Berkley, $6.99, ISBN 0-425-18907-4
Historical Romance, 2003
If Sandy Hingston can tighten her characterization while doing what she is doing now, she would be an author to fill the vacuum in between Judith Ivory books. The Affair, plot-wise, is tighter than last year’s The Suitor, but characterization, if anything, is even looser than before. This heroine-centric story would have worked if the heroine’s characterization doesn’t bewilder me.
I’m not fond at all of Christiane, the Countess d’Oliveri, when she appeared in the author’s previous books as the scandalous co-owner of Mrs Treadwell’s Academy for the Elevation of Young Women. The Affair is her story, and I find myself softening towards her. Christiane, twenty odd years ago, was driven from English society due to a scandal. She made her way to France, where she opened a gambling house and enjoyed life as a mistress for rich men. Life for her comes to a full circle when she returns to England to start this school to teach young women to be independent and world-wise.
Her history with Gannon Finn goes way back to when she was twenty-four and he, twenty. She was the mistress of a French dude, and he is the young virginal dingbat thoroughly besotted with her. Laboring under the delusion that she was miserable living in sin – she wasn’t – he deigned to save her or something, only to end up almost killing that poor French guy in a duel. She was not amused. They parted ways, unsurprisingly.
Cut to today. She is the headmistress of a school for debutantes and he is a rake infamous for a string of broken engagements. Cute irony, I must say. He is forty and she is in her forties now. When his niece Claire loses her parents to a highwayman, Gannon sends her to the school, and there you go. They meet again. So what now for these two?
Alas, the romance between Gannon and Christiane is actually underdeveloped, fleshed out mostly through several memorable love scenes. The focus of this story is Christiane’s character development as she tries to find a way to help the traumatized Claire. The only problem here is that Christiane starts out a wonderful character – not wise, not too mature, but oh so human – but as the story progresses, she slowly morphs into a more stereotypical conservative “I’m sad, honey, because I can never give you a baby, eek, eek, eek!” type. I am still trying to figure out how a woman who is the epitome of the minx that never grew up a few chapters ago can end up craving domesticity in a way that will get her unceremoniously booted out of the Liberated Visionary Women club.
Ms Hingston’s prose is a mix of old-school lush opulence laced with very contemporary humor. It’s an unusual combination that actually works very well with me. However, readers preferring more historically accurate romance will balk when Christiane does a mock orgasm thing out of When Harry Met Sally, only better, just to show Gannon that he wasn’t that good in the sack when he was a kid. There are some also very cynical observations that I get a chuckle out of, particular when the author concludes that sometimes women do go great lengths to deceive themselves. Christiane may be on the slightly spoiled, always impetuous side (check out the scene where her seamstress discovers a strand of white hair on Christiane), but she also has a degree of self-awareness, and that’s good.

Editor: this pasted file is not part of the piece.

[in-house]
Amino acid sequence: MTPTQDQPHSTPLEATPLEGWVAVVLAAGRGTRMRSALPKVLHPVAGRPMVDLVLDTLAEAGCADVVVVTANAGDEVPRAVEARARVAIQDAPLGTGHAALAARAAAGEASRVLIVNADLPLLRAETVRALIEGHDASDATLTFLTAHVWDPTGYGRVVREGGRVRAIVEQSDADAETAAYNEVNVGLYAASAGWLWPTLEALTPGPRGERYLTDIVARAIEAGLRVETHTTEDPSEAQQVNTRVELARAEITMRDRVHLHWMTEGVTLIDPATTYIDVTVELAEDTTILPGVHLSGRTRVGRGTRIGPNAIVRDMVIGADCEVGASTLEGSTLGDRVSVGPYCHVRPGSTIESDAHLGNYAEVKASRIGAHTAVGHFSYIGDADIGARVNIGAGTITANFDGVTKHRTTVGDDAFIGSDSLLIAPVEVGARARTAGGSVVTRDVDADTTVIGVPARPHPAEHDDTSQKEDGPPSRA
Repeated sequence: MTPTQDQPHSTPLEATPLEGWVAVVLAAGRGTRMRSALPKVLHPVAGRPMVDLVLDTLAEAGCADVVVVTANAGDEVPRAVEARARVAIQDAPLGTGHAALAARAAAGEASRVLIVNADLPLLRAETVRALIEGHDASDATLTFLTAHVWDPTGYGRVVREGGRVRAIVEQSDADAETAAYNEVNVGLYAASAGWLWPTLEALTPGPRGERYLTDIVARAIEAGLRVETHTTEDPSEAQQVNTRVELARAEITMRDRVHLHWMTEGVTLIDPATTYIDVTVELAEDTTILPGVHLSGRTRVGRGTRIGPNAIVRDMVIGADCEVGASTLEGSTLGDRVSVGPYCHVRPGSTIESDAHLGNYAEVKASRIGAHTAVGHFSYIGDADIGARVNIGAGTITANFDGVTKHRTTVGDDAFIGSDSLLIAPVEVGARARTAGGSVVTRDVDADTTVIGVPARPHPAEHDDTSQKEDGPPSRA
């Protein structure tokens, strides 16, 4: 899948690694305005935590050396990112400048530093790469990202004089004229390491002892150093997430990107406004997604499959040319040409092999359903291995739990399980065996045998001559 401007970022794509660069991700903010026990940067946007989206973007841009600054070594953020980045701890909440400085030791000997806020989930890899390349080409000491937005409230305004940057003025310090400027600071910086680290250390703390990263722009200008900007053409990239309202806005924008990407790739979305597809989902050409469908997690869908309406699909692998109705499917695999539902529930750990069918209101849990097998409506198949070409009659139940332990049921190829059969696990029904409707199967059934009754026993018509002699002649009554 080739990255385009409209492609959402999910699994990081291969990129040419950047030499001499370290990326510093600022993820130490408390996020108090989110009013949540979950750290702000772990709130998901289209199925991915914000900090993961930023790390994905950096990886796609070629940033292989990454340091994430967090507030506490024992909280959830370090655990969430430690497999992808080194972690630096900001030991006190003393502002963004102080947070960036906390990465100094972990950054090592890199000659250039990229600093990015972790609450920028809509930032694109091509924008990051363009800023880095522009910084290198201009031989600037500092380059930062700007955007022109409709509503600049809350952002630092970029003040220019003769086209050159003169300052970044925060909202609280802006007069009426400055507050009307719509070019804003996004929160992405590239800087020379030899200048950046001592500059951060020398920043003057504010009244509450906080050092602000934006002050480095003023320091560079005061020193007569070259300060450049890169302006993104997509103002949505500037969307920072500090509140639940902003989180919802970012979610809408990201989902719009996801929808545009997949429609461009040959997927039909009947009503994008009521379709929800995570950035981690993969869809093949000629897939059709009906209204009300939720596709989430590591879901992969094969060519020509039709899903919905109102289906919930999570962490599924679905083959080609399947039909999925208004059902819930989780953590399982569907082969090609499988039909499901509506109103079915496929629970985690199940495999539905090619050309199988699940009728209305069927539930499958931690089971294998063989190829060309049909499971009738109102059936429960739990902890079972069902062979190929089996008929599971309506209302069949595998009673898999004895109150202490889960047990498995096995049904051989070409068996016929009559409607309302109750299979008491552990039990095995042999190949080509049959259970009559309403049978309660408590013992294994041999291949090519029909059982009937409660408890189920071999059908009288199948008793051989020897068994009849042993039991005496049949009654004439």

The story, however, doesn’t flow as smooth as it should, and I am sure I can see places in this story where the author cobbles some more conventional elements into Christiane’s personality in some attempt to give this book a wider audience among the notoriously conservative readers out there. On one hand, that can be good – I hope this book flies off the shelves because damn it, if I can read at least three books like this in a year – books that doesn’t conform to any clear-cut formula – I’ll be one happy reader. On the other hand, I fail to get a clear grasp of the heroine’s personality. She’s colorful, she’s passionate, and she’s strong at chapter four, and she’s a blathering mess concerned with what people thought of her by chapter twenty-nine. Then there’s Evelyn Treadwell. How can a woman who encourages her students to be liberal be also so tightfisted, conservative, and judgmental towards Christiane at the same time? Why would someone like Christiane will even care what a prudish dipstick like Evelyn think of her? This isn’t a case of women behaving with degrees of complexity as much as anachronistic behaviors at work.
Also, as the story progresses, Claire’s love story with a sweet Quaker guy (although David’s speech pattern irritates me silly) hijacks the book, reducing Gannon – almost a non-entity – into a complete non-entity and Christiane into a supporting character in what is essentially her star vehicle. I like Claire and David’s story with its VC Andrews-ish family-secret overtones and all, but still, it doesn’t feel right that Christiane ends up playing second fiddle in her own story. Christiane also becomes somewhat of a nitwit in events that lead up to the denouement. Oh, that poor gal.
The Affair is very readable, and Christiane d’Oliveri has the potential to be a colorful, flamboyant heroine to remember. I still find it one of the more enjoyable reads over the weeks because it’s so refreshing as much as entertaining, but ultimately this is one book that pains me to give it less than a two thumbs up recommendation. It could have been so, so good. What a disappointment, really.